Calculation the estimation of κ:

    when = R/n ≥ 0.95

    κ = (n − 1)/(n − R)

    To n ≤ 16

    κ = ( 1 1 n ) 2 . n n R

  • ▪ Circular standard deviation (ν): This parameter for spherical data is similar to the S parameter for circular and linear data.

For more details [39].

2.3. Analysis of Uniformity and Distribution Error Data

Similar to the analysis of linear and circular data, while analysing spherical data, one should look for uniformity and normality (Fisher distribution) of distributions. The Fisher distribution is a symmetric unimodal distribution and can be considered as an analogue of the von Mises distribution in circular data; and normal distribution in linear data.

For spherical data, two tests are used:

  • ▪ Rayleigh test: It is a uniformity test that detects a single modal direction in a sample of data. This test, developed by Lord Rayleigh in 1919, tests for uniformity against a unimodale alternate model, as assumed for the Fisher distribution. For n < 10, it compares the magnitude of the resultant vector, R, to a critical value. For n > 9, the test statistic, (3R)2/n, is tested with the chi-squared distribution test with three degrees of freedom at the 95% confidence level. La hypothesis of uniformity is rejected if this value is too large.

  • ▪ Beran/Giné test: In 1968, R. J. Beran devised a statistic, based on the angle between pairs of sample directions, for testing uniformity against alternate models that are not symmetric with respect to the centre of the sphere [40]. E.M. Giné, in 1975, extended Beran’s work to the case where the data may be centro-symmetric [41]. The combined statistic, used for polar data, tests against both of these possibilities, by comparing the summed statistics to a critical value at the 95% confidence level.

3. A Study Case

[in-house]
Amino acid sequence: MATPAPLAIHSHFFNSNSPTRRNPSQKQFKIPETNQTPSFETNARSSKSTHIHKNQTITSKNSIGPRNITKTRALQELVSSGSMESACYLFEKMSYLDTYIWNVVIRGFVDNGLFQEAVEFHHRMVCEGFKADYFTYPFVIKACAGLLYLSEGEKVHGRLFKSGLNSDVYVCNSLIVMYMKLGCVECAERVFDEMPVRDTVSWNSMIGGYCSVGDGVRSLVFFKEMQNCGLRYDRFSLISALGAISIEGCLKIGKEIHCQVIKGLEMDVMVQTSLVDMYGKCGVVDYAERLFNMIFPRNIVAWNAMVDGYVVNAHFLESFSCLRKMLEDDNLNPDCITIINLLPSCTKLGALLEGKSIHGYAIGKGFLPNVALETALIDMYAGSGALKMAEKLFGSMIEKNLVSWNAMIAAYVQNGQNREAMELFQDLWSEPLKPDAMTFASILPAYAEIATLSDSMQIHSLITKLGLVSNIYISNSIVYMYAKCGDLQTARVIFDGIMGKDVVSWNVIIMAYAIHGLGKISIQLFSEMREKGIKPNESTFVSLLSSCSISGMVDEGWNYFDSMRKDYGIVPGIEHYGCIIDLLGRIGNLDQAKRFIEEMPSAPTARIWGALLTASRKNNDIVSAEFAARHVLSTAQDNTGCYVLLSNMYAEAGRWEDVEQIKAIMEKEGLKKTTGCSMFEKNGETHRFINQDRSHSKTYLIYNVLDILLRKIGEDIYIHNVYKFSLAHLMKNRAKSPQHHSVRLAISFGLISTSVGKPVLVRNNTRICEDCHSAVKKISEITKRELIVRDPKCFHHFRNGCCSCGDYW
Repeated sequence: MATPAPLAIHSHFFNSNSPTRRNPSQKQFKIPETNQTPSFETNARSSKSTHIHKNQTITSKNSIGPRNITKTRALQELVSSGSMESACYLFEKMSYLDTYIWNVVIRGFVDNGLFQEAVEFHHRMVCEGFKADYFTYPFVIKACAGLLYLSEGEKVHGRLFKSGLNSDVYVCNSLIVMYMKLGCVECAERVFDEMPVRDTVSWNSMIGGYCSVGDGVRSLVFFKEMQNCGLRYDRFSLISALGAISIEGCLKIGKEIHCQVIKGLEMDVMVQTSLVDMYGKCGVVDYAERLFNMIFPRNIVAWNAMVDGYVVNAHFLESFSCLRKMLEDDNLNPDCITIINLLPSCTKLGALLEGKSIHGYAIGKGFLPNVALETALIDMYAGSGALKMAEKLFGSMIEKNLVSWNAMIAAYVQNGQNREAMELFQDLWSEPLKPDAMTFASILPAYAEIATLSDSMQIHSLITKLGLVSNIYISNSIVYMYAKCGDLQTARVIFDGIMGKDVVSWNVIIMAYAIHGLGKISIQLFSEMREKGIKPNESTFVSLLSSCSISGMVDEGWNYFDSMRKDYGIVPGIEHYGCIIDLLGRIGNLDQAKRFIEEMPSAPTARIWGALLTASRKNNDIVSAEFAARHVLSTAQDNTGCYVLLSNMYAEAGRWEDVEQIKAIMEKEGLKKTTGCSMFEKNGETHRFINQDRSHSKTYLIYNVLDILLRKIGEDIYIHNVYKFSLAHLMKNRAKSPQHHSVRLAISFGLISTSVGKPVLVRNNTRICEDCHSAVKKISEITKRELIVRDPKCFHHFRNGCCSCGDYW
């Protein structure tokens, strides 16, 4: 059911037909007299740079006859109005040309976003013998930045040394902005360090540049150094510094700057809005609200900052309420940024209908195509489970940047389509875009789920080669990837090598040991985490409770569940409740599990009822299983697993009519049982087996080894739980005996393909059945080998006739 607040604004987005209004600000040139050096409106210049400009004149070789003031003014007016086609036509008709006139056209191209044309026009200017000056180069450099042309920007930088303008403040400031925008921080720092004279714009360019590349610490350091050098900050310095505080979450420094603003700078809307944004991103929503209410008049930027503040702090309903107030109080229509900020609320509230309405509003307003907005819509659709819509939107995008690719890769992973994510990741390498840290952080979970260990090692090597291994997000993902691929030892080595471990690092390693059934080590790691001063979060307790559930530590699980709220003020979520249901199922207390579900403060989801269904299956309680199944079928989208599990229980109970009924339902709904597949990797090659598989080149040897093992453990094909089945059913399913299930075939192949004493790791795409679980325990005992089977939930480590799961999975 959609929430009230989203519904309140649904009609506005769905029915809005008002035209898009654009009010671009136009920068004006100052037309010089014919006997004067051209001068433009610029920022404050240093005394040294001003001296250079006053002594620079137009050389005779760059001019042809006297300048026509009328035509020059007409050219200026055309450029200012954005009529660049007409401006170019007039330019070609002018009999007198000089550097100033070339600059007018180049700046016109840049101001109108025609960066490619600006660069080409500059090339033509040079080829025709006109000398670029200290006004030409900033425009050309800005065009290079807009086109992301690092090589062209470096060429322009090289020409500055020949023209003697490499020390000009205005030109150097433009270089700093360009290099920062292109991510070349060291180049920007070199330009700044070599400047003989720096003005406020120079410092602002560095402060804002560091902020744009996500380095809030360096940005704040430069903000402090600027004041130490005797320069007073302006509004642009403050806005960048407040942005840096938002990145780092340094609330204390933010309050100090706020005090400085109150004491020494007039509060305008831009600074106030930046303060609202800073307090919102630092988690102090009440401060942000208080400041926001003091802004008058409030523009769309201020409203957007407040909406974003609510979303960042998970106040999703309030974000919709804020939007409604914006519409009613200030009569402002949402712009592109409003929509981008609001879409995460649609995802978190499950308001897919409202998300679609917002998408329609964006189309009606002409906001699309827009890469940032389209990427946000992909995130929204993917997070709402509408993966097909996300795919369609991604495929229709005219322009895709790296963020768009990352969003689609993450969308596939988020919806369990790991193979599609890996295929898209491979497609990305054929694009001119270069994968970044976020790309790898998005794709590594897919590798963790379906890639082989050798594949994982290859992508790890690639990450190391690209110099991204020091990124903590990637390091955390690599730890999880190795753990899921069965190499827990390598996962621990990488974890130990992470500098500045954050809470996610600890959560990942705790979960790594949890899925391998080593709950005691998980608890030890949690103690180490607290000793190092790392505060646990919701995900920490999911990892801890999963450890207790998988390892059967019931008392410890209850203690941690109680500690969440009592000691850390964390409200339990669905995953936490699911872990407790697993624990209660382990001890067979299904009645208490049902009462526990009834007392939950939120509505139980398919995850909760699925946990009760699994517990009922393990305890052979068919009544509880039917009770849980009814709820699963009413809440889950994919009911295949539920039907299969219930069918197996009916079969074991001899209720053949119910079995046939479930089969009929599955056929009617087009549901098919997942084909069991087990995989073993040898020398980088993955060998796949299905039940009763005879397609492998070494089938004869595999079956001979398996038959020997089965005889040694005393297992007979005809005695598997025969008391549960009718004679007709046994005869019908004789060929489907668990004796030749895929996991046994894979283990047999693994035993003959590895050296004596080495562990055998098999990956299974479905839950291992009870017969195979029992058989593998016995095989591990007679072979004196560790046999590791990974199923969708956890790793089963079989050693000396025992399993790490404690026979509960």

3.1. Experiment Description

In this study case, the experiment was performed over a set of 53 targets or check points (CP) distributed over a wall of 9.80 × 3.22 m as shown in Figure 2. The targets were circular shaped, retroreflective material, with a centred cross. The center of the targets was measured with TLS, 3,000 to 400 points per target, and other equipment of higher accuracy (Proliner).

3.2. Materials

The equipment used in this work is listed below:

  • ▪ TLS: a 3D long range TLS (TOF) Riegl LMS-Z390i, technical specification are provided in [42]. This equipment measures distances in a range of 1.5 to 400 meters, with a nominal precision of ±6 mm at 50 m distance in normal illumination and reflectivity conditions. The vertical field of vision has amplitude of 80 degrees and 360 degrees in the horizontal plane. It has a minimum angular resolution of 0.2 degrees and a maximum of 0.002 degrees, and the rate of measurement of points oscillates between 8,000 and 11,000 points per second. This scanner is used in combination with a calibrated Nikon D200 camera incorporating a CCD sensor, DX format (10.2 megapixels in total).

  • ▪ The Proliner 5.7 system is especially designed for accurate measurement, gathered by locating a contact device, similar to a pen, on each point that defines the contours of the boat deck. This pen has a spherical tip that is joined to the machine by a cable. The 3D coordinates (X, Y, Z) of each point are stored in a memory device. As a result, all of the data can be exported to an ASCII file, where the 3D coordinates of all the points are included. Proliner is a machine that can be located in different positions: horizontal, vertical and tilted. The Proliner has a cable with a length of 5 meters, so the maximum distance that can be measured with the Proliner from a station position is 10 meters (in the absence of obstacles). Its precision in point coordinates, according to the manufacturer, is 0.3 mm.

Software package: All operations were performed using a variety of software such as RiSCAN PRO Software, Riegl© used for the recording and alignment of clouds of points. The calculation of the parameters that link the two reference systems of measurement equipment used (Proliner to Riegl LMS) was performed with Matlab 7.1. The specific Statistical calculations were made with the following software packages:

  • ▪ Statistical Package for the Social Sciences (SPSS): is a statistical analysis program, used for modular statistical analysis.

  • ▪ Spheristat v2.2: is a specific software for spherical statistics for angular statistical analysis.

  • ▪ VecStatGraph2D and VecStatGraph3D: are two packages in the R programming language ( http://www.r-project.org), which is a language and environment for statistical computing and graphics and in addition available as Free Software under the terms of the Free Software Foundation's GNU General Public License in source code form. These two packages perform a 2D and 3D statistical analysis, both numerical and graphic, of a set of vectors and were developed for the Spherical graphics analysis proposed in this paper ( http://gim.unex.es/VecStatGraphs2D, http://gim.unex.es/VecStatGraphs3D, respectively).

3.3. Data Collection, Preprocessing and Calculating Errors